There were lots of places to visit in the La Pine area and we did visit several of them. The Newberry National Volcanic Monument (NNVM) was located in the Deschutes National Forest, which included La Pine. The entire area of the monument consisted of more than 50,000 acres and included lakes and lava flows. We drove up to the Newberry Crater to Paulina Peak, the highest point on the crater rim at 7,985 feet. The view from there was spectacular as it looked out across the high desert plateaus and valleys to the Oregon Cascades. From the crater one could see Paulina Lake and East Lake, two of the bluest lakes we've ever seen. It was thought that the caldera originally had only one lake, but deposits of pumice and lava divided the crater into two separate lakes. Paulina Lake was one of the deepest lakes in Oregon at 250 feet.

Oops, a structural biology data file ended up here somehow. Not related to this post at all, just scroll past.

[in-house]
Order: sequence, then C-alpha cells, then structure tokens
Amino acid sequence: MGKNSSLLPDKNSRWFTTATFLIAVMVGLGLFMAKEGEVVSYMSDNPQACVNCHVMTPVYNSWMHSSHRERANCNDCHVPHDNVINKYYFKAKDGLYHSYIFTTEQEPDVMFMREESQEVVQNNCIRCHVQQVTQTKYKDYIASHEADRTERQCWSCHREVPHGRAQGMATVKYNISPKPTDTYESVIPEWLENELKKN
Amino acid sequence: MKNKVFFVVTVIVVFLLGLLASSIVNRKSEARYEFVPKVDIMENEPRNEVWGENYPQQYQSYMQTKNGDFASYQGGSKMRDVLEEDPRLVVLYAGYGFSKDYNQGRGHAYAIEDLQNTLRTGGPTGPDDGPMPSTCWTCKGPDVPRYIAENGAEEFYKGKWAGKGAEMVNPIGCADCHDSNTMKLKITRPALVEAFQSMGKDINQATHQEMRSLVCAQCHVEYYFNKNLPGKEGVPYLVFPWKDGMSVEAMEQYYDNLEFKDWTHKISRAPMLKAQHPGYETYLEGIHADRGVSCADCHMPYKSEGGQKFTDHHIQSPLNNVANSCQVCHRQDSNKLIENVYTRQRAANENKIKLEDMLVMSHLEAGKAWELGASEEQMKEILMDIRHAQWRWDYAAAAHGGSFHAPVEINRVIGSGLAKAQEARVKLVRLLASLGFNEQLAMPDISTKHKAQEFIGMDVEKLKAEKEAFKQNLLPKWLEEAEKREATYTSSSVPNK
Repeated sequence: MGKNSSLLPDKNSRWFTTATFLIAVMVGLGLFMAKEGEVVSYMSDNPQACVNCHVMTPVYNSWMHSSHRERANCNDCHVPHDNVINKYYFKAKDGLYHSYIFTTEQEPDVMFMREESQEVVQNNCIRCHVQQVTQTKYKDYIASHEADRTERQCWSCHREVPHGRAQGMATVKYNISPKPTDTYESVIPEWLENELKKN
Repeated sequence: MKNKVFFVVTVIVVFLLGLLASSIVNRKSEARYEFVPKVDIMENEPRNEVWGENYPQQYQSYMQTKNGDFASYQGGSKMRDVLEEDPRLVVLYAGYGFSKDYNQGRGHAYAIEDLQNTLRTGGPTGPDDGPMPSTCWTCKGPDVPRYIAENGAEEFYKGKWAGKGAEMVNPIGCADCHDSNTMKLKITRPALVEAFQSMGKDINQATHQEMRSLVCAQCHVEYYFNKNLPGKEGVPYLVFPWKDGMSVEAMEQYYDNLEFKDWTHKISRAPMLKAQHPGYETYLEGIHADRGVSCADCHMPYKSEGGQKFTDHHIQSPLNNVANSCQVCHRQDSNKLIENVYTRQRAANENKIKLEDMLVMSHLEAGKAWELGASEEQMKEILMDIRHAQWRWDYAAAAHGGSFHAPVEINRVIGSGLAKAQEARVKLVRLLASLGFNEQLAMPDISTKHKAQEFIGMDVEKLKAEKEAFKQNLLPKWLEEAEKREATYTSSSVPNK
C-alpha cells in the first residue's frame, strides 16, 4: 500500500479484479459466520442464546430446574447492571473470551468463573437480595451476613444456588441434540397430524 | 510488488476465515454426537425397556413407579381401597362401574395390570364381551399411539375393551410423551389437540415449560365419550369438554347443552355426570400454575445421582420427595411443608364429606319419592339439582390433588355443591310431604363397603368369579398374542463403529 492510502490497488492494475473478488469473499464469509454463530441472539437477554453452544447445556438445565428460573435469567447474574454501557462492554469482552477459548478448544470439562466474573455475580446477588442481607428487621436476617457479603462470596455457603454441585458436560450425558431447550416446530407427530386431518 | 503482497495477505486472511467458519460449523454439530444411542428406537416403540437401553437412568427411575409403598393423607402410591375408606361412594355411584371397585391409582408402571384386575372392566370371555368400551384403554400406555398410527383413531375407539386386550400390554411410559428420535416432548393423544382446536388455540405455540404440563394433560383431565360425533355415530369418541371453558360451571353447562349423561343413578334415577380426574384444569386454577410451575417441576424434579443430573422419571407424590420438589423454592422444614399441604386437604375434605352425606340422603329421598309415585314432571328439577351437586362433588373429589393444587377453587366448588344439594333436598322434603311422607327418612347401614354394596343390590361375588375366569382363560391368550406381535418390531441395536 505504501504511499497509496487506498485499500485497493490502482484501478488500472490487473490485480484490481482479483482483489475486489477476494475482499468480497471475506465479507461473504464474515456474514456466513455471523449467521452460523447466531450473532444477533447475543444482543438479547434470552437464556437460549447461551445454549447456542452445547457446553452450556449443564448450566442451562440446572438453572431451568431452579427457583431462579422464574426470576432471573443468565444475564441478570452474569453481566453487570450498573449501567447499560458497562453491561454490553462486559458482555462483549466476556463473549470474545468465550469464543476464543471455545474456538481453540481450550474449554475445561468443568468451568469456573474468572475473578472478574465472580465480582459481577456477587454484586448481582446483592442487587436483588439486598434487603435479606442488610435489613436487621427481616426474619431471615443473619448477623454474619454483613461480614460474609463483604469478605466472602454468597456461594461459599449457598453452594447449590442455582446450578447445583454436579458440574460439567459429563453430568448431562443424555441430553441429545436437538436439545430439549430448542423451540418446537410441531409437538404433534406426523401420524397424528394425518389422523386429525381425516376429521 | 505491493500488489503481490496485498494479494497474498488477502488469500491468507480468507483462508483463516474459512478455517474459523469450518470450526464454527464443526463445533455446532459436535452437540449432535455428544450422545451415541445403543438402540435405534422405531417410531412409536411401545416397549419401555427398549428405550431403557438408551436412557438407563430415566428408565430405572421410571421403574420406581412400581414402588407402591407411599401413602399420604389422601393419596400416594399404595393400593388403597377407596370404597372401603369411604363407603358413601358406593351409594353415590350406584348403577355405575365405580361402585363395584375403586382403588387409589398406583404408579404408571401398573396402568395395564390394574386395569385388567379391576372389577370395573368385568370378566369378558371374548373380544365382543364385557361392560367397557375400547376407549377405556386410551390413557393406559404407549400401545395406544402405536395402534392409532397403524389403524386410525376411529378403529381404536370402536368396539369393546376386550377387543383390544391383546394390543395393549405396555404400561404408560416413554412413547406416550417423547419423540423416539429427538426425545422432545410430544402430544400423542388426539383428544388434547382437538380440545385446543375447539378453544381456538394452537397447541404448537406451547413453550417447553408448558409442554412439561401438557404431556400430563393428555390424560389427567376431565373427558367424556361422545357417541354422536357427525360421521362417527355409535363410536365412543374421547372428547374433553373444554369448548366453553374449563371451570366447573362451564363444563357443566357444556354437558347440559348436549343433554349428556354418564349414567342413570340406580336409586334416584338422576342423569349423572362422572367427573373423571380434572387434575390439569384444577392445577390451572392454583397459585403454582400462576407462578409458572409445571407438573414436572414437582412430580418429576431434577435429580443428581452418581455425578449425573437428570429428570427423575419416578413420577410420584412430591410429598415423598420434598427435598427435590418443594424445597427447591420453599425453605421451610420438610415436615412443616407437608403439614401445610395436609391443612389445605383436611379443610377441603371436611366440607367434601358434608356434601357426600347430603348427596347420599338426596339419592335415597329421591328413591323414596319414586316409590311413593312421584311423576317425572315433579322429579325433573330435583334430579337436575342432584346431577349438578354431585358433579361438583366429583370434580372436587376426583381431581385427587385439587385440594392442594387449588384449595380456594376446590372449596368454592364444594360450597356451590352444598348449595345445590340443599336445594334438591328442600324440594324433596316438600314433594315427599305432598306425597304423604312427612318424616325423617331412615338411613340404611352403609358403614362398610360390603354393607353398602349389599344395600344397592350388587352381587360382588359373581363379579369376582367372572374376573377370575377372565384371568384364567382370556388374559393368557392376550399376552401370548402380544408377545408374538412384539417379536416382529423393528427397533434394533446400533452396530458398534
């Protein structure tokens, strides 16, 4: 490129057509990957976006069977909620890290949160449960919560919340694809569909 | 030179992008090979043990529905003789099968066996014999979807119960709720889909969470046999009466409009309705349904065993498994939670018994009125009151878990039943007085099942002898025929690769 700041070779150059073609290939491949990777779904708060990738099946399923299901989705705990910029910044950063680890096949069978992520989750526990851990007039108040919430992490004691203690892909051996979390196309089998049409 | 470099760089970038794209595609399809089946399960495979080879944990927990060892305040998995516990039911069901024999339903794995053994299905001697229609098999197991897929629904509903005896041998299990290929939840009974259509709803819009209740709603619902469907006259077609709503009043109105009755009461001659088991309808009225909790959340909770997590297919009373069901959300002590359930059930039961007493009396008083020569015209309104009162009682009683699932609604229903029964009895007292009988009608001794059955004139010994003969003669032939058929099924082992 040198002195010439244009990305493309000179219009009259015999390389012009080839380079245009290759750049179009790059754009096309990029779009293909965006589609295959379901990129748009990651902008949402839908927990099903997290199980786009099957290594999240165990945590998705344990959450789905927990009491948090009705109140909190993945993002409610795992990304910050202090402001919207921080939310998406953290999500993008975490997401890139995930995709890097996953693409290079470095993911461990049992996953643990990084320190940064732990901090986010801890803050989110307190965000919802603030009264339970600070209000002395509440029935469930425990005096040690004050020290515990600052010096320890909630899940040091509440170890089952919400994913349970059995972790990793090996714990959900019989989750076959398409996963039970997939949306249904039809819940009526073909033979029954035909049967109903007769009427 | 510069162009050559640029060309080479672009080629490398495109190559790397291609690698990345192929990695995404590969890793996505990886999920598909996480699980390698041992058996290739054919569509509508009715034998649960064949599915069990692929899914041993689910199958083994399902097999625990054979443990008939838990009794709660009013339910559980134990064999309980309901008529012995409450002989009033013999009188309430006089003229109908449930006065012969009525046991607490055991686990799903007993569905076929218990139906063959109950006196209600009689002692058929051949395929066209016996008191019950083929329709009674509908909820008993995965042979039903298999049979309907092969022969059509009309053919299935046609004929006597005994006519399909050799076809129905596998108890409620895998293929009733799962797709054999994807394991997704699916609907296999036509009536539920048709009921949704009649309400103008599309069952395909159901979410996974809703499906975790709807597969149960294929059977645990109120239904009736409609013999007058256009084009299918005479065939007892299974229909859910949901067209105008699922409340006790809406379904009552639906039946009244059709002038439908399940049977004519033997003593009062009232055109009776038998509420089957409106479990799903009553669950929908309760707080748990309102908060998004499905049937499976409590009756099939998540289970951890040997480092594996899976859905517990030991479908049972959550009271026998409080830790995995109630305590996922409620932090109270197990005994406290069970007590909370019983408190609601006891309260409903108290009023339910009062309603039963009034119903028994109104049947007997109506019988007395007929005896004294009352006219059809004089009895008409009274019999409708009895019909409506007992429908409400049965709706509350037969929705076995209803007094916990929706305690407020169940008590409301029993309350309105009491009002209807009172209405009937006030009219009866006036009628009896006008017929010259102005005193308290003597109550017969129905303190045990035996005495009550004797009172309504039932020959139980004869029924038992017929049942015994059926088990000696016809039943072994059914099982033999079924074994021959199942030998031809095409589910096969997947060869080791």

Also located in the caldera was the Big Obsidian Flow, which was the lava flow remaining after the last eruption some 1300 years ago. The flow was about one mile long and 17 stories high. Obsidian is a natural volcanic glass. However, it is not made of crystals like other rocks, but it has the disordered internal structure of a liquid. Obsidian forms when lava is especially rich in silica, which has the stiff consistency of taffy or cookie dough. When the lava cools very quickly above ground, it hardens to rock before it can form crystals. Native American Indians used the rocks for knives, arrowheads, and other sharp tools, and have been doing so for some 10,000 years. We also found out that obsidian blades are sharper than steel, thus causing little scarring. Some doctors use them for delicate operations, such as eye surgery.